Gritty in its delivery, and sometimes lo-fi in its production, National Debt finds Detroit rapper-songwriter TRPL BLK and Long Island’s DJ Prince presenting a financial seminar of sorts. The artists come from families that are financially astute, but they’re in the trenches with groups of people they want to educate. Financial freedom, after all, continues to be a crucial issue for black America, given the racial wealth gap, a legacy of this country’s history.
National Debt touches on multiple styles—Detroit’s ghetto tech, traditional hardcore hip-hop, a singular trap cadence on “Windows 95,” and bashment, or Jamaican dancehall—with the title track setting the tone for the project. There are lyrical streaks of encouragement for female-run businesses here (“National Debt,” “Cheddar Make It Wetter,” and “No Cash No Pum Pum”), which acknowledges how women are typically written off or written out of America’s economy, with the wage gap particularly affecting black women. Individuality and solidarity both thread through the bass-heavy tracks.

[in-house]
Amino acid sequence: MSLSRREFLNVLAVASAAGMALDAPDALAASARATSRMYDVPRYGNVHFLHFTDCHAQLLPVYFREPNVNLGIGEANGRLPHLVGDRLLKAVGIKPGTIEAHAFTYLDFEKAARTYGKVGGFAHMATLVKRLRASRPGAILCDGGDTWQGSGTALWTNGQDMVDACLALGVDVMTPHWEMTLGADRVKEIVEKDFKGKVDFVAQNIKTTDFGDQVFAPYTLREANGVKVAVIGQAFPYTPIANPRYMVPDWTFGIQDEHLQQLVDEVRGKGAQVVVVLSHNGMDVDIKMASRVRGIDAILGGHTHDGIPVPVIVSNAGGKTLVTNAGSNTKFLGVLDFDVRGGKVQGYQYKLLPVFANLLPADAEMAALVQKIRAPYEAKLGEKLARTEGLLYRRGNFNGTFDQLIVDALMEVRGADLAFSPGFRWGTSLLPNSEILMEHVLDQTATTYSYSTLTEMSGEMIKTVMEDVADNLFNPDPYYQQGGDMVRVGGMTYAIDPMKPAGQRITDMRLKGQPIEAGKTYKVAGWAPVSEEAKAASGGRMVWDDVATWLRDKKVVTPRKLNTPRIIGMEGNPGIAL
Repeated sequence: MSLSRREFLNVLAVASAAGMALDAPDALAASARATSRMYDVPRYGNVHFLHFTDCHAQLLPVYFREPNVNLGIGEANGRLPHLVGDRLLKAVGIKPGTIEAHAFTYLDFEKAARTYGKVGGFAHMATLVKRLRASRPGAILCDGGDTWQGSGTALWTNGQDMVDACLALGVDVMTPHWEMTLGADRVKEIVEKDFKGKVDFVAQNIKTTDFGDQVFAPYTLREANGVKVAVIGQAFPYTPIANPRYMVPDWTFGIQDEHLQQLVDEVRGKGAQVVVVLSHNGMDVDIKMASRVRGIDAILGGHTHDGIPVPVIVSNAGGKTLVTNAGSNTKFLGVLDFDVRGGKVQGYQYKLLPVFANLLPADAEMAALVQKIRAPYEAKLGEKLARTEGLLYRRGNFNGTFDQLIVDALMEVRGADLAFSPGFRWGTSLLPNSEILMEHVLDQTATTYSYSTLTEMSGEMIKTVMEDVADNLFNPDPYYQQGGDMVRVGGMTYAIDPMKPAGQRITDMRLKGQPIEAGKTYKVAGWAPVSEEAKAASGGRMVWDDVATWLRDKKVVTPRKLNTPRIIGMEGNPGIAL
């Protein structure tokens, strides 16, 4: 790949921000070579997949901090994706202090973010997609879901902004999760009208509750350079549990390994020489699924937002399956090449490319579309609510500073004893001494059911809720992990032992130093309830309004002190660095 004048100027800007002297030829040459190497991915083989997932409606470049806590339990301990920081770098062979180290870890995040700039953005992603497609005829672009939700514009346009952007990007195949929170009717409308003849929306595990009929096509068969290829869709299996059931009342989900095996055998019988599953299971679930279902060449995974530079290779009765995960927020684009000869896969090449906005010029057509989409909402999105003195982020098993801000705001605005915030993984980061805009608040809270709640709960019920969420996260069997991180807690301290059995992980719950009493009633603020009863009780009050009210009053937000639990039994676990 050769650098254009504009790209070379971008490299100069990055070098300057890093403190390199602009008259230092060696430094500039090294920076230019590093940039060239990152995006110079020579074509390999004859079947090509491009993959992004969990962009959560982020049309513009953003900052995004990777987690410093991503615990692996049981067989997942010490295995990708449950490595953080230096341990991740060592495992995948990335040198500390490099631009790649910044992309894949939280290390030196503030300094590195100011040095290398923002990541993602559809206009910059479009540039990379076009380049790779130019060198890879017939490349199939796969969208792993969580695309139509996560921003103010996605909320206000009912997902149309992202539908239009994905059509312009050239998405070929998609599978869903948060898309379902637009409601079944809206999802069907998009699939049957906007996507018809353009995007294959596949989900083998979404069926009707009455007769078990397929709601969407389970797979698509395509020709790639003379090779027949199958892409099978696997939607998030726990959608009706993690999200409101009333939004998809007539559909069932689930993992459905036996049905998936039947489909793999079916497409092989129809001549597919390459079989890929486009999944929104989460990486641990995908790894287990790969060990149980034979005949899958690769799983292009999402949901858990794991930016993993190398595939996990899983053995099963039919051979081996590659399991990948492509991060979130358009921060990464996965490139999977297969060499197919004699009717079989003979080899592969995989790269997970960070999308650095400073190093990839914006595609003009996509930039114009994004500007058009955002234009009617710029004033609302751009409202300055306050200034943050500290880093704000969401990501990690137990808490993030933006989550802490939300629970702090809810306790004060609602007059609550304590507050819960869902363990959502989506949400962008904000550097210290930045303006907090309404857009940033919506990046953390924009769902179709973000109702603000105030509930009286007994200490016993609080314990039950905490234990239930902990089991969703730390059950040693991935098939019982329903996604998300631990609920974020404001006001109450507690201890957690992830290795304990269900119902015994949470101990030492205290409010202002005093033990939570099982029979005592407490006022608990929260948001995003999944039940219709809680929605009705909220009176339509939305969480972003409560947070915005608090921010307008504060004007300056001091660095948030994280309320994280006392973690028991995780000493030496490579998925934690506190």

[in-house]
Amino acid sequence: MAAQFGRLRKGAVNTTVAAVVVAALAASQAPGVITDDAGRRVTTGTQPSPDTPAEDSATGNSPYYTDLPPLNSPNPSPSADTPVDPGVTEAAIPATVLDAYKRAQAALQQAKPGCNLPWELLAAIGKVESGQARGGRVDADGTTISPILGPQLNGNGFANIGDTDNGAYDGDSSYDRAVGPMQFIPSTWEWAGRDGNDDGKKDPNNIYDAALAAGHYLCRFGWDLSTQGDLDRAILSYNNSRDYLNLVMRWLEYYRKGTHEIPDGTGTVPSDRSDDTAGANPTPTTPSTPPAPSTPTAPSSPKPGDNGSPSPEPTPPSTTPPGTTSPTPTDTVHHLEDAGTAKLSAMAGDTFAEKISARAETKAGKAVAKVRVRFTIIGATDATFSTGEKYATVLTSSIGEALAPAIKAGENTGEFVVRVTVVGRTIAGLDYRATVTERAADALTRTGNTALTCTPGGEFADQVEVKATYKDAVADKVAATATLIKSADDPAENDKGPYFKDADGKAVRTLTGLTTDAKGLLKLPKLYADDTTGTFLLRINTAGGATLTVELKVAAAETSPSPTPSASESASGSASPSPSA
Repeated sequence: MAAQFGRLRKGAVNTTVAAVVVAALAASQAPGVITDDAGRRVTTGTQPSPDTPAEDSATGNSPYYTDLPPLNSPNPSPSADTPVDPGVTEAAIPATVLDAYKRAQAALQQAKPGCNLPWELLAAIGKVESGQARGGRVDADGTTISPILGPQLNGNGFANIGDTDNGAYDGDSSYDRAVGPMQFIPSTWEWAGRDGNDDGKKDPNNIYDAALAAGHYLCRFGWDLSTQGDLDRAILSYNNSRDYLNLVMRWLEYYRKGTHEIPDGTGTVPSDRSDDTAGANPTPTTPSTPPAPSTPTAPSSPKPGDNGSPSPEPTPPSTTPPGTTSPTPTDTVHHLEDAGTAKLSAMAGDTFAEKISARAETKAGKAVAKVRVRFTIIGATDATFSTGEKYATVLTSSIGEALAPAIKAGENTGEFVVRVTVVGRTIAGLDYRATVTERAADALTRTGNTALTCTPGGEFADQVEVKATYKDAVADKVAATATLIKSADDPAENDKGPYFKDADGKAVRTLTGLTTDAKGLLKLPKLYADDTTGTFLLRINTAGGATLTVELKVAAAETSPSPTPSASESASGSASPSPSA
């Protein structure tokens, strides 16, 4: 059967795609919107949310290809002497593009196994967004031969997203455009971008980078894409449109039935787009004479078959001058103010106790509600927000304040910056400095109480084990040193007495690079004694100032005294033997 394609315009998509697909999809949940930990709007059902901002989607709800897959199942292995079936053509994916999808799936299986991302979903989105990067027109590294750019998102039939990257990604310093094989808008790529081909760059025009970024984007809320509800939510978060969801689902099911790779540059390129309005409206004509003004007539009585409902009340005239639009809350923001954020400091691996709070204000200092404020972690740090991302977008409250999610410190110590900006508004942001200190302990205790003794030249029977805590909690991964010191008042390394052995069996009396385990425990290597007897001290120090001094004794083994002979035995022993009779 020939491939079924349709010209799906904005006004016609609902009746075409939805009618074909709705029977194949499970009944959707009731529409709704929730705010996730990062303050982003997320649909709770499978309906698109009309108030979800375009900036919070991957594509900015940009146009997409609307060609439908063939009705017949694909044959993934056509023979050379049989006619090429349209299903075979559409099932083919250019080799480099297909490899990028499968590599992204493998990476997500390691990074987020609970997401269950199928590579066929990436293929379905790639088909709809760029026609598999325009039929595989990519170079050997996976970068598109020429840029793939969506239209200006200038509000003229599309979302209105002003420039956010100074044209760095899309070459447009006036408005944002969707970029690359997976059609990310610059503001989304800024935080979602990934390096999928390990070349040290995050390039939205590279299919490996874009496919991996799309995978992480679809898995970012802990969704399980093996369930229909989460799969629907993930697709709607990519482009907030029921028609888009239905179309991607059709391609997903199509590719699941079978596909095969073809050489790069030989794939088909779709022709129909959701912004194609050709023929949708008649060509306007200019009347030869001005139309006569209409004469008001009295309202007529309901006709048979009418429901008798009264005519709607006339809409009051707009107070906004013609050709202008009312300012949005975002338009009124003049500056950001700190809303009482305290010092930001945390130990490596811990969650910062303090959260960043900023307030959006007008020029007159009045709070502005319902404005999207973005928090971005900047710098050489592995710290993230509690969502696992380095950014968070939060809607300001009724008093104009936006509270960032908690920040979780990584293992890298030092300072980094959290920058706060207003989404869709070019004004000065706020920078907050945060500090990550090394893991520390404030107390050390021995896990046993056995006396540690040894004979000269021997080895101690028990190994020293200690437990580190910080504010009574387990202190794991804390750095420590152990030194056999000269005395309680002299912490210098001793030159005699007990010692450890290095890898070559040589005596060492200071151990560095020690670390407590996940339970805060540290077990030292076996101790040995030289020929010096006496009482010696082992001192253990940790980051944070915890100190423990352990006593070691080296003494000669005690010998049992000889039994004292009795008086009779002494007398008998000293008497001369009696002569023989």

Conway, who recently inked a deal with Eminem’s Shady Records, is the only guest feature (“Choppa Jit”), which is rare for a rap album. In the Buffalo rapper’s verse, he boasts about what the gentlemen have in common: earning hard cash, reprimanding anyone who threatens their peace, and their relationships with Danny Brown (TRPL BLK is Brown’s longtime best friend; Conway and DJ Prince are Brown’s friends through music).
For people who aren’t lucky enough to have financial mentorship, “Invest That” serves that purpose. See the chorus: “Came up with some racks? Invest that. Don’t spend all your pros. Invest that.” Sound advice, indeed.